Strategies for discovery and improvement of enzyme function: state of the art and opportunities
Article first published online: 24 AUG 2011
© 2011 The Authors. Microbial Biotechnology © 2011 Society for Applied Microbiology and Blackwell Publishing Ltd
Volume 5, Issue 1, pages 18–33, January 2012
How to Cite
Kaul, P. and Asano, Y. (2012), Strategies for discovery and improvement of enzyme function: state of the art and opportunities. Microbial Biotechnology, 5: 18–33. doi: 10.1111/j.1751-7915.2011.00280.x
- Issue published online: 14 DEC 2011
- Article first published online: 24 AUG 2011
- Received 23 May, 2011; accepted 30 May, 2011.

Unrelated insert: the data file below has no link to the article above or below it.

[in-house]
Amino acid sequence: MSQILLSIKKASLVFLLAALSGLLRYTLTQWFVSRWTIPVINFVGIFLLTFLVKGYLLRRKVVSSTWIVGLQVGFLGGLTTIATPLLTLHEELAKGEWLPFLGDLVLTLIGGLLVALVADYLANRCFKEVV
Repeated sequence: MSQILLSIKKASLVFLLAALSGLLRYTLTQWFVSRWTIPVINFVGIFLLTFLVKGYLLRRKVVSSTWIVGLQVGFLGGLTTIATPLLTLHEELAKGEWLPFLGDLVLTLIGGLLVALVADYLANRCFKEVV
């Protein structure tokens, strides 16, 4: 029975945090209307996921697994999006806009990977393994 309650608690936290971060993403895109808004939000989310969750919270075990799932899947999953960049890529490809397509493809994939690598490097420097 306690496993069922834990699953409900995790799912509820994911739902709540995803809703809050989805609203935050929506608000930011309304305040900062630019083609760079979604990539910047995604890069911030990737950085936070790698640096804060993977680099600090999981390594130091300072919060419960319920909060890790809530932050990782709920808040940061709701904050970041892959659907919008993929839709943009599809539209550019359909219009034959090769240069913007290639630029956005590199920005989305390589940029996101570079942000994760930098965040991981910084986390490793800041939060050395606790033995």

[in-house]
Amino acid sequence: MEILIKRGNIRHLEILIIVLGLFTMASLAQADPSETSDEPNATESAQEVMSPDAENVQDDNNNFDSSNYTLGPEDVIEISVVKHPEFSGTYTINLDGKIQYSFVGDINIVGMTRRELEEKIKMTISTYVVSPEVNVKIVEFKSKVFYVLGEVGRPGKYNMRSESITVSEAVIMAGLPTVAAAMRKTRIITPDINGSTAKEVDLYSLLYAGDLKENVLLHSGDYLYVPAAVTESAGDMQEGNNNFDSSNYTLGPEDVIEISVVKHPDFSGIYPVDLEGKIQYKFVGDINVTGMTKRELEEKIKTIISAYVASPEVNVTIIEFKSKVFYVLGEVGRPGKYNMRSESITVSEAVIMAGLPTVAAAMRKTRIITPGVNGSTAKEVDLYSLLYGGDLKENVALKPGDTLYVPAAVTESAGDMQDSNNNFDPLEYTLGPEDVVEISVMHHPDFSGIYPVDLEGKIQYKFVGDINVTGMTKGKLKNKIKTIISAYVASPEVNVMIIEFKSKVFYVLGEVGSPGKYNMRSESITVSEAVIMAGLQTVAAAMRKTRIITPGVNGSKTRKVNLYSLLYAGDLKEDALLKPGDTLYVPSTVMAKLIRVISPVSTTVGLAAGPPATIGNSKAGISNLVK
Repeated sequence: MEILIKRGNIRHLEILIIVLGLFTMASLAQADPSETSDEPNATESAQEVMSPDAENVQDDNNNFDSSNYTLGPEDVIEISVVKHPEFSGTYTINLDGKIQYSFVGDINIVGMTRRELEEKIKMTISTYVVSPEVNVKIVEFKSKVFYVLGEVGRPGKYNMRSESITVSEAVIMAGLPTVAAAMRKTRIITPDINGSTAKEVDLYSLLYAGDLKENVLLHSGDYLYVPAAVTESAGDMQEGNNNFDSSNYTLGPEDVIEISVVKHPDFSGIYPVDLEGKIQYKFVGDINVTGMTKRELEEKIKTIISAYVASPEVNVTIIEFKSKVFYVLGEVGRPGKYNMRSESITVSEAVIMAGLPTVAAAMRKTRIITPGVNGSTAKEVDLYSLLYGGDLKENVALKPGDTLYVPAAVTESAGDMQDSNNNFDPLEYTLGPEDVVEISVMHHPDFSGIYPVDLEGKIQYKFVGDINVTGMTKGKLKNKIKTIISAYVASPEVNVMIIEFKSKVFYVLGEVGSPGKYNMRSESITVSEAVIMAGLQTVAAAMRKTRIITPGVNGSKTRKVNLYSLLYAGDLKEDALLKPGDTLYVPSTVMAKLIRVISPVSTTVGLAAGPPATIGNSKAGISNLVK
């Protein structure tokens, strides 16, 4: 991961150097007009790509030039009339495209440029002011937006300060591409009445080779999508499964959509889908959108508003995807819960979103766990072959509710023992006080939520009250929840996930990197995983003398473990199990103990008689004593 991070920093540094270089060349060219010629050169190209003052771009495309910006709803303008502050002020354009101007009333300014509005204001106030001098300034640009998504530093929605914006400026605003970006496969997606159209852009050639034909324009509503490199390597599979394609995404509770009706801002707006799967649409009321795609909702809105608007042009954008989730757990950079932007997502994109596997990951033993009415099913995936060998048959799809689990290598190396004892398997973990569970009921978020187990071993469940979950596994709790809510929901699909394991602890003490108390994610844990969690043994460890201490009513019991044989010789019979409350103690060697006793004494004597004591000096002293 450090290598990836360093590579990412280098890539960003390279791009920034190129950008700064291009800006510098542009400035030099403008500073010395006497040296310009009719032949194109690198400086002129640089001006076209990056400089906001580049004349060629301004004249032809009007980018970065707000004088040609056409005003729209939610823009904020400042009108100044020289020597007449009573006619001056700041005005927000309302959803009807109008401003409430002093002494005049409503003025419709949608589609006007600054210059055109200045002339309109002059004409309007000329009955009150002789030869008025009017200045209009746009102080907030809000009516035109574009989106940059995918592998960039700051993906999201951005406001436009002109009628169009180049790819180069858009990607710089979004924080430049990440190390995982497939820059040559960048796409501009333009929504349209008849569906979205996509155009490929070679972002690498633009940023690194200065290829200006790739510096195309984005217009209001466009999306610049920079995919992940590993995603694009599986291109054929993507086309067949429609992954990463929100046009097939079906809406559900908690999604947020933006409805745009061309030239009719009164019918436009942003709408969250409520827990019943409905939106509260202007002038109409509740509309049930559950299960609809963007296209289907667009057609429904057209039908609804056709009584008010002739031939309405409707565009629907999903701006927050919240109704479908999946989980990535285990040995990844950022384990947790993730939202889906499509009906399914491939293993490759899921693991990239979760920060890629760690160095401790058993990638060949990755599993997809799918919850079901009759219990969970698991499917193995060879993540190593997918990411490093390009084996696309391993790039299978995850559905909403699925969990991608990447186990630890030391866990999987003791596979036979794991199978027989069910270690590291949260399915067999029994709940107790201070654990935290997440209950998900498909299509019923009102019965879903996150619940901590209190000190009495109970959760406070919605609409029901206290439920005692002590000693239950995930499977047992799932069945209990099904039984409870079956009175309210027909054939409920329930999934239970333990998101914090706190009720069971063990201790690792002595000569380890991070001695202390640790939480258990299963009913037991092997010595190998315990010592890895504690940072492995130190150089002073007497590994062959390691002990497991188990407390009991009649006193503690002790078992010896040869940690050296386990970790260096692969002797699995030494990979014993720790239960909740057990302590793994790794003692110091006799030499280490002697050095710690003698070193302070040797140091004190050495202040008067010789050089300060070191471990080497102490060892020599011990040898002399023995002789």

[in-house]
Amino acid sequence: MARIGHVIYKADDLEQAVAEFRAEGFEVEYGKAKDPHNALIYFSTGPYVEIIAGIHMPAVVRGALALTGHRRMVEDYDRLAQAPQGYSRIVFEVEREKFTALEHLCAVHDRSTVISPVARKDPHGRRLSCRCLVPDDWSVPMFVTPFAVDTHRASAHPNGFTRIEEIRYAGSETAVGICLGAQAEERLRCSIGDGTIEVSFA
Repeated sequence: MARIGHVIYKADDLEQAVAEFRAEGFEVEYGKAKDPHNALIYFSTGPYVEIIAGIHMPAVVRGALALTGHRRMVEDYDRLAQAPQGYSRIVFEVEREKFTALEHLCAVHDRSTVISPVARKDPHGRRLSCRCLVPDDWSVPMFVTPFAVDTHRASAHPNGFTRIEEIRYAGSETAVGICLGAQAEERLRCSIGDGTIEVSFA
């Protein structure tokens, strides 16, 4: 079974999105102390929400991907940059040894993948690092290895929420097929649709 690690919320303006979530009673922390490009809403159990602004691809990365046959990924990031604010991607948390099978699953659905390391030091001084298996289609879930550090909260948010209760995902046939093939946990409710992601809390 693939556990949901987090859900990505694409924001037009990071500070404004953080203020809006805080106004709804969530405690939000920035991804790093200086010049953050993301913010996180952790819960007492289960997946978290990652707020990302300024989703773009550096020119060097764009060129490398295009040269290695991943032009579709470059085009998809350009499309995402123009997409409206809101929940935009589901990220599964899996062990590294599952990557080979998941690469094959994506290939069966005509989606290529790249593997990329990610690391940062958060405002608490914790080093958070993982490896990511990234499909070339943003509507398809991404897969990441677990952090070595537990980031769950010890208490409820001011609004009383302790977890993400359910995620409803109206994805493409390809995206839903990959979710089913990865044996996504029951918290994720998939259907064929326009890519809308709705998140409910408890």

Developments in biocatalysis have been largely fuelled by consumer demands for new products, industrial attempts to improving existing process and minimizing waste, coupled with governmental measures to regulate consumer safety along with scientific advancements. One of the major hurdles to application of biocatalysis to chemical synthesis is unavailability of the desired enzyme to catalyse the reaction to allow for a viable process development. Even when the desired enzyme is available it often forces the process engineers to alter process parameters due to inadequacies of the enzyme, such as instability, inhibition, low yield or selectivity, etc. Developments in the field of enzyme or reaction engineering have allowed access to means to achieve the ends, such as directed evolution, de novo protein design, use of non-conventional media, using new substrates for old enzymes, active-site imprinting, altering temperature, etc. Utilization of enzyme discovery and improvement tools therefore provides a feasible means to overcome this problem. Judicious employment of these tools has resulted in significant advancements that have leveraged the research from laboratory to market thus impacting economic growth; however, there are further opportunities that have not yet been explored. The present review attempts to highlight some of these achievements and potential opportunities.